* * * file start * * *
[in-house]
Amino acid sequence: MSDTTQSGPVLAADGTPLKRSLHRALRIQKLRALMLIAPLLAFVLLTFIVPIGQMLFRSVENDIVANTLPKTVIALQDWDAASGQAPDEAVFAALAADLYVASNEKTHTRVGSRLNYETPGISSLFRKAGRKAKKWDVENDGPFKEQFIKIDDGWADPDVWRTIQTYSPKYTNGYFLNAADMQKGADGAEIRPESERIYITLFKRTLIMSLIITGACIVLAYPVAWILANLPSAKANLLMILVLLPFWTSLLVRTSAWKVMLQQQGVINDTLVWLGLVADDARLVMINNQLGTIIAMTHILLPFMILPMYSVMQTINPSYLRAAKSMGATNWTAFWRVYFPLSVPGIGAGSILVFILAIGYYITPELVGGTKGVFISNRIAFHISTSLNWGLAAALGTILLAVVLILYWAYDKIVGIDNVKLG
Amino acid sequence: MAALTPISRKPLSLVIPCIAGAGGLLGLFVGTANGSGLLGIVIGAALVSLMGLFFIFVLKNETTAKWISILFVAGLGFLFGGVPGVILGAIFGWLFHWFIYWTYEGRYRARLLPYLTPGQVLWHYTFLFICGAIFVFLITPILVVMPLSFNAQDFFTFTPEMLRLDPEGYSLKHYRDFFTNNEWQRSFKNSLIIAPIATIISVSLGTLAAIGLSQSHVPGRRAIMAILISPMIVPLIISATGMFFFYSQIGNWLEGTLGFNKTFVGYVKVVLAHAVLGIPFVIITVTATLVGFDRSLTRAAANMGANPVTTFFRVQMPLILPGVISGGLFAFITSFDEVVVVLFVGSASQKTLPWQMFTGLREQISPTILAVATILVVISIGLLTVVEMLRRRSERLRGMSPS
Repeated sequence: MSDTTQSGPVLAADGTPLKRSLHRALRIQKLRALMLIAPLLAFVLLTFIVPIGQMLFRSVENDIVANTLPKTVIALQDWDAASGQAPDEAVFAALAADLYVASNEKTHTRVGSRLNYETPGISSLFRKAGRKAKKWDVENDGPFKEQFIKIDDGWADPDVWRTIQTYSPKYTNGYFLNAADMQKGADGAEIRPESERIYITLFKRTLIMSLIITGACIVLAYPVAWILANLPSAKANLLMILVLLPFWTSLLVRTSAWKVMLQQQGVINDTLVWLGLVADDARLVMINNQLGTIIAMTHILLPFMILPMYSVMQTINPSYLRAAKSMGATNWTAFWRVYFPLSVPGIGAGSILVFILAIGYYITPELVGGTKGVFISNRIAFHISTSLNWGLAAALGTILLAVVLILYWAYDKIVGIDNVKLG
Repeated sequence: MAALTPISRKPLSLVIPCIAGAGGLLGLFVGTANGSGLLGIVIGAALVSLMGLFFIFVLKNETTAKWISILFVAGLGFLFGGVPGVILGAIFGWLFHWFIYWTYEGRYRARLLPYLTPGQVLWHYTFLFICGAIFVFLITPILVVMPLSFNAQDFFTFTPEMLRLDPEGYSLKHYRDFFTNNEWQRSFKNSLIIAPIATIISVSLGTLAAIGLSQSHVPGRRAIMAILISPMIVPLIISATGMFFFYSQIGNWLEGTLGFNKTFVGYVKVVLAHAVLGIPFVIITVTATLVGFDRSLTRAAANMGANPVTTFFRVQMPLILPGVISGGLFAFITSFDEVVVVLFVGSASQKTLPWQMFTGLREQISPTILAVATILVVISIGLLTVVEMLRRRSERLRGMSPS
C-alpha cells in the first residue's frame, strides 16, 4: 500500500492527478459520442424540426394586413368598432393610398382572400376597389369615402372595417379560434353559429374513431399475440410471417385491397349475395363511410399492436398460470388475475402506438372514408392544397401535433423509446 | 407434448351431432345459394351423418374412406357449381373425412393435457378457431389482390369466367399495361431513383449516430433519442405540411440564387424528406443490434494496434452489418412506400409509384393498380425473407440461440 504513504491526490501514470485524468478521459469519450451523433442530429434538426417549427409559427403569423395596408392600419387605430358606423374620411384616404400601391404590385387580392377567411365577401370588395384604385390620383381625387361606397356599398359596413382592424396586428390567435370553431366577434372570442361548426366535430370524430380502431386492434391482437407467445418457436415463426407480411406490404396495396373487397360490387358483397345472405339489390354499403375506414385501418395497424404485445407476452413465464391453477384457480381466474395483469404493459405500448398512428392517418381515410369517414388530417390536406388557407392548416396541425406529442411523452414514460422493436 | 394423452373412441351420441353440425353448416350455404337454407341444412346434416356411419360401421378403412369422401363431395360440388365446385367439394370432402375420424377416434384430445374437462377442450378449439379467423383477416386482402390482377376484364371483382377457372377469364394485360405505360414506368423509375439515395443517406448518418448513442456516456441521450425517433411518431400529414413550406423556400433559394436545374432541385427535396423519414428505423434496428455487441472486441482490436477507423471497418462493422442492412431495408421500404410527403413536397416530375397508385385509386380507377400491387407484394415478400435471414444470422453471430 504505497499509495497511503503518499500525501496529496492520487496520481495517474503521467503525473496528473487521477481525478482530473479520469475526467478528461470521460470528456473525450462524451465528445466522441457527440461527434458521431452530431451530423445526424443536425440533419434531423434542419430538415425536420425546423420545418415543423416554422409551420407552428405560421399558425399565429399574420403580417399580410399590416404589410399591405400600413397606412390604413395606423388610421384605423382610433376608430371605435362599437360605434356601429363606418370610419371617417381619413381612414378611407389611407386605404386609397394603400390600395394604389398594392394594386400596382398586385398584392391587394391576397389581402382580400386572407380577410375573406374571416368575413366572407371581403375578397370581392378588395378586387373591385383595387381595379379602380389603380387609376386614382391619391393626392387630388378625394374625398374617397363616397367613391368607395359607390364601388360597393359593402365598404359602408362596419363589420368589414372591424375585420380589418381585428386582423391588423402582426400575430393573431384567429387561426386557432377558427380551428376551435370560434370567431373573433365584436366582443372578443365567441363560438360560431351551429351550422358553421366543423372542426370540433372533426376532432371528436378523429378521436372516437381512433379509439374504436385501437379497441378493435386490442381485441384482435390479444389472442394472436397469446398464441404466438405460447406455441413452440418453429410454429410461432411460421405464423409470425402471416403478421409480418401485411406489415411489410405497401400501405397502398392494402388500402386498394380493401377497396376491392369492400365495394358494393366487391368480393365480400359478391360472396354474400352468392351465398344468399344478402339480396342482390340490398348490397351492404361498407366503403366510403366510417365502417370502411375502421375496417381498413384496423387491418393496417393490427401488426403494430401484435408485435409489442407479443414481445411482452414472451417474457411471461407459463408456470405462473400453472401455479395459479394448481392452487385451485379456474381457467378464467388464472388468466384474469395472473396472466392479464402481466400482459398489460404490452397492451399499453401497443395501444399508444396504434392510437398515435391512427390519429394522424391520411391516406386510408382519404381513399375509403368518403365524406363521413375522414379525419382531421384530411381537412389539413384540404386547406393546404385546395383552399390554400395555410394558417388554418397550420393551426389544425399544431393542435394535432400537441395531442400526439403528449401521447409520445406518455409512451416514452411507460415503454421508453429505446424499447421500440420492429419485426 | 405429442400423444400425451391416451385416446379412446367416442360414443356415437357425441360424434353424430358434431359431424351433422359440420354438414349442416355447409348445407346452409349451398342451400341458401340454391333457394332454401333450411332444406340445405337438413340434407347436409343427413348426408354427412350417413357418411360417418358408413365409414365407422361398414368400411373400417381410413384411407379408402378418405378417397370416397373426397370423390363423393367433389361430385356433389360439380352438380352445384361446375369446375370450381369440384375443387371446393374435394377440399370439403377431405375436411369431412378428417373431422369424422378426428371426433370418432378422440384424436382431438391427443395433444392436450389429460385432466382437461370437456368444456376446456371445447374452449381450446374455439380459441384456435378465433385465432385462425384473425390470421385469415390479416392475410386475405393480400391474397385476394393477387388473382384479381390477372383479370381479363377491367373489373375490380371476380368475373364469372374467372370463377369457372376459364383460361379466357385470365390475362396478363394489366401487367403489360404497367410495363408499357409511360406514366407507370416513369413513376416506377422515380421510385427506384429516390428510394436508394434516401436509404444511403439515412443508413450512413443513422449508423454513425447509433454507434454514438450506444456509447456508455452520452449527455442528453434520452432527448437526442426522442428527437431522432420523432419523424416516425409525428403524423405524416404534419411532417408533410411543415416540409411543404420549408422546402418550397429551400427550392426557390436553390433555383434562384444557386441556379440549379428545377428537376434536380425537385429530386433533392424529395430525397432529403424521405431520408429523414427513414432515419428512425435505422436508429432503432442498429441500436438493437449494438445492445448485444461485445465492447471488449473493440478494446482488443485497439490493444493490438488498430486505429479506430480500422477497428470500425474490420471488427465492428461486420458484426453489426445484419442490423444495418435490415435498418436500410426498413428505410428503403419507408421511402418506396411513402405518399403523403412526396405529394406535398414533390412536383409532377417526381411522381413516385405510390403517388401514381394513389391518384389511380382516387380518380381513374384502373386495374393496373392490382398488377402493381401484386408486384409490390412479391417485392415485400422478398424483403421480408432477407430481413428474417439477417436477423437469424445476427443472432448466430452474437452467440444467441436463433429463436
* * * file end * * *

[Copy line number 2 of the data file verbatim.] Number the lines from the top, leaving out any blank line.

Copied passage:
Amino acid sequence: MSDTTQSGPVLAADGTPLKRSLHRALRIQKLRALMLIAPLLAFVLLTFIVPIGQMLFRSVENDIVANTLPKTVIALQDWDAASGQAPDEAVFAALAADLYVASNEKTHTRVGSRLNYETPGISSLFRKAGRKAKKWDVENDGPFKEQFIKIDDGWADPDVWRTIQTYSPKYTNGYFLNAADMQKGADGAEIRPESERIYITLFKRTLIMSLIITGACIVLAYPVAWILANLPSAKANLLMILVLLPFWTSLLVRTSAWKVMLQQQGVINDTLVWLGLVADDARLVMINNQLGTIIAMTHILLPFMILPMYSVMQTINPSYLRAAKSMGATNWTAFWRVYFPLSVPGIGAGSILVFILAIGYYITPELVGGTKGVFISNRIAFHISTSLNWGLAAALGTILLAVVLILYWAYDKIVGIDNVKLG